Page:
Home Made Ice Cream - Food Safety - Minnesota Dept. of Health

Home Made Ice Cream

Food safety tips for making and eating home made ice cream.


Homemade ice cream is a special summertime treat. However, for hundreds of consumers each year it can also become a threat as they suffer the effects of salmonellosis.

While commercially manufactured ice cream is typically made with pasteurized eggs or egg products, recipes for homemade ice cream often use raw eggs in the base mixture. Even when using pasteurized products, the FDA and the USDA advise consumers to start with a cooked base for optimal safety, especially if serving people at high risk for foodborne illness. Additionally, use only pasteurized milk and cream when making homemade ice cream.

Here are some suggestions for safe alternatives to using raw eggs in your homemade ice cream:

  • Find a recipe that is eggless. It’s easy and tastes just as good!
  • Use pasteurized shell eggs or pasteurized egg substitutes in recipes calling for raw eggs.
  • Use a recipe that contains a cooked custard base. The custard base must reach 160º F measured with a food thermometer, in order to kill the Salmonella Enteritidis. Resist the temptation to taste-test the mixture during preparation when the custard isn't fully cooked. After cooking, chill the custard thoroughly before freezing.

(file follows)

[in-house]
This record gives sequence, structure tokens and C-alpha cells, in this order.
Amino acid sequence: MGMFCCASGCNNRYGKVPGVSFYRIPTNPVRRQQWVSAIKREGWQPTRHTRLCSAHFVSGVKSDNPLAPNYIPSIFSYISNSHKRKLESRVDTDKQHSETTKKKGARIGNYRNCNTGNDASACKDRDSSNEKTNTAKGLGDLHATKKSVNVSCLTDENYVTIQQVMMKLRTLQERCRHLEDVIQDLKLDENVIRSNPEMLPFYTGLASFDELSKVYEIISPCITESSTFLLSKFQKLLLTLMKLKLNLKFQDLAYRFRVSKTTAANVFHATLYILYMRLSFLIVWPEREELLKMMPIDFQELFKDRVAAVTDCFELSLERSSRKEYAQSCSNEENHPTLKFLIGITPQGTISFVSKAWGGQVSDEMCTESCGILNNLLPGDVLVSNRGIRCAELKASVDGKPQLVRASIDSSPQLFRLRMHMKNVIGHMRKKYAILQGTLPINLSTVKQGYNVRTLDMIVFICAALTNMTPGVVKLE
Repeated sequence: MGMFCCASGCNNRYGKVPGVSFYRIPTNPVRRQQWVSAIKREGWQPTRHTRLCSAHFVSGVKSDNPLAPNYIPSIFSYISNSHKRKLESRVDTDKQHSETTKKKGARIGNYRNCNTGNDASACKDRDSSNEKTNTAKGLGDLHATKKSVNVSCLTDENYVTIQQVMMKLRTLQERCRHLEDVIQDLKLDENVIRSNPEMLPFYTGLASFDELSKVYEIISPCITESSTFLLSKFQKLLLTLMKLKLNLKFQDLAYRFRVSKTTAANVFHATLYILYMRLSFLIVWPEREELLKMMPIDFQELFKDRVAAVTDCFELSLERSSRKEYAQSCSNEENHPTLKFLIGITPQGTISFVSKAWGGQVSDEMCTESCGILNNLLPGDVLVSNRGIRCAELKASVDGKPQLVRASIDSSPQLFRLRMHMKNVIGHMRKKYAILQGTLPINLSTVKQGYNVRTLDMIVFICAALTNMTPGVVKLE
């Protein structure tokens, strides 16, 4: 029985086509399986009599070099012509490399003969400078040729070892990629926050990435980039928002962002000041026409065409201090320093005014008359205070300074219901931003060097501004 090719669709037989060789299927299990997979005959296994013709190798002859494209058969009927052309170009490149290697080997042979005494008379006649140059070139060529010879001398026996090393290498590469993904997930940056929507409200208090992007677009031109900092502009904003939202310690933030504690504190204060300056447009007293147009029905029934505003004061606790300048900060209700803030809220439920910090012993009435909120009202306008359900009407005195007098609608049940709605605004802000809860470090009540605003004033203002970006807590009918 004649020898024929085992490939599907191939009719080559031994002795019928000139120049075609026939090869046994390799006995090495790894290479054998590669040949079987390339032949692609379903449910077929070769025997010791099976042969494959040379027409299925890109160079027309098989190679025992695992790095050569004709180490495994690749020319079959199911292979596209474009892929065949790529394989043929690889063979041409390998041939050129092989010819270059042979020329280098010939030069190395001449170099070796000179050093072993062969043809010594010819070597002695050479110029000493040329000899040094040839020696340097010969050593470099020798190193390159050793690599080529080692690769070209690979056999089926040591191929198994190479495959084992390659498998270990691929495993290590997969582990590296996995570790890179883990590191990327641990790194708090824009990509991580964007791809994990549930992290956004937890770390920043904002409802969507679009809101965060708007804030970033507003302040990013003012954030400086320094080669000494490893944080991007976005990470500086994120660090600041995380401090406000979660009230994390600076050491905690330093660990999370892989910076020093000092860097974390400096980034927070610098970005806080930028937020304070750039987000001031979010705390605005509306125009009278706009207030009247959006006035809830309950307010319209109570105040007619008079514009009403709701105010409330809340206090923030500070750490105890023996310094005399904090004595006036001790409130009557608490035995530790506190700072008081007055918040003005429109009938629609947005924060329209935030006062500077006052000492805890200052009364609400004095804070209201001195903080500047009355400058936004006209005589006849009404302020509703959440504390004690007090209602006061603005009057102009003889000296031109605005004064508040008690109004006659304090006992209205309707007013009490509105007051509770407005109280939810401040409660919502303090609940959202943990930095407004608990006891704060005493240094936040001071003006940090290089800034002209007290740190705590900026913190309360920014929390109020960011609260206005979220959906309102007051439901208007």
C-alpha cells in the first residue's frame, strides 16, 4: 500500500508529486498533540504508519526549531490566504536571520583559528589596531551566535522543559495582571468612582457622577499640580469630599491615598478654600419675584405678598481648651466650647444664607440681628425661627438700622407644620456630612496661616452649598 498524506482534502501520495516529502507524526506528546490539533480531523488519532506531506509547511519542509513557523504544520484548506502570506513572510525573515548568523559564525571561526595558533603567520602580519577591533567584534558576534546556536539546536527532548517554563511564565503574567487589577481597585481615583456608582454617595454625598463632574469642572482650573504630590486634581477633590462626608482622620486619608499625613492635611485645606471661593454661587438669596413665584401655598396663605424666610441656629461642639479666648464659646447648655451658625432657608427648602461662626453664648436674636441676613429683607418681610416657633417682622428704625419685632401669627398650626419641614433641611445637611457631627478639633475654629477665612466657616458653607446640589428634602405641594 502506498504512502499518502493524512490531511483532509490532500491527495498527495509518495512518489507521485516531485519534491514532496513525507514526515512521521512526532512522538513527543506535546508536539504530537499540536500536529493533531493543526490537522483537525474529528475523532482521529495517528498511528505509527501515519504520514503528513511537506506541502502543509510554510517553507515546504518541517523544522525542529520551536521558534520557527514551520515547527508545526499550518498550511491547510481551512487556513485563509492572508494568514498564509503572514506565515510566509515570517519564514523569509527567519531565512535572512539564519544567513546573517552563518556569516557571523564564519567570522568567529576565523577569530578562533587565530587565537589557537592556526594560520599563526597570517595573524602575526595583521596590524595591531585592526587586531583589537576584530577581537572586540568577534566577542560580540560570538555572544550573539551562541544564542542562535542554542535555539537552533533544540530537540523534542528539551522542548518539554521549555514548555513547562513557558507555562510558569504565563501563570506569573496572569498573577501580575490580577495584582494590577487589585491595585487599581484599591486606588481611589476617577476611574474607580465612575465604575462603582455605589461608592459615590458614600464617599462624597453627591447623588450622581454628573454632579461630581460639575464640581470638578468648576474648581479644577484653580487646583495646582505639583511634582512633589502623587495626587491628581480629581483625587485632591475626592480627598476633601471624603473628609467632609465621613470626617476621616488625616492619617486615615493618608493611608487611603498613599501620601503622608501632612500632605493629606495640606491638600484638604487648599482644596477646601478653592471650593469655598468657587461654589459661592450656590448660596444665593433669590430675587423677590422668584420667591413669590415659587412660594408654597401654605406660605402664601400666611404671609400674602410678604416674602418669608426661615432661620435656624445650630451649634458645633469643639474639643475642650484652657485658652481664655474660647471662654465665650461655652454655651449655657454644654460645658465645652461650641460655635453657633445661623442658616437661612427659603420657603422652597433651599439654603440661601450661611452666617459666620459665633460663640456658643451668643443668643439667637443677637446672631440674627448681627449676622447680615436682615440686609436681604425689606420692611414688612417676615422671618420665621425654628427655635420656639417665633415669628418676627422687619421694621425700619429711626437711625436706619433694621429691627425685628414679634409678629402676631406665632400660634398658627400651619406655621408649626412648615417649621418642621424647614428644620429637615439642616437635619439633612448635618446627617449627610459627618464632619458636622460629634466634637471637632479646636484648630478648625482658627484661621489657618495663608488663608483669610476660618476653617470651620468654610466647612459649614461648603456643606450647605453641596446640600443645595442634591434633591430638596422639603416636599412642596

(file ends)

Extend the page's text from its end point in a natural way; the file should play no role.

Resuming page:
From Colorado State University Extension Services.

More about home made ice cream:

  • Homemade Ice Cream - Safe and Nutritious: FDA
    Eating ice cream to beat the summer heat is one of America's favorite pastimes. And the rich, creamy flavor of homemade ice cream--whether it's made with an old hand-cranked ice cream maker or a modern electric one--is especially tasty. But the gastronomical delight of homemade ice cream can give some people gastric distress--or even worse--a serious illness.

  • Enjoying Homemade Ice Cream without the Risk of Salmonella Infection: FDA
    Every year homemade ice cream causes several outbreaks of Salmonella infection with up to several hundred victims at church picnics, family reunions, and other large gatherings. From 1996 to 2000 (the latest year for which surveillance was completed), 17 outbreaks resulting in more than 500 illnesses in the United States were traced to Salmonella bacteria in homemade ice cream, according to the Centers for Disease Control and Prevention (CDC). The ingredient responsible for the outbreaks is raw or undercooked eggs.

Updated Monday, 03-Oct-2016 08:20:08 CDT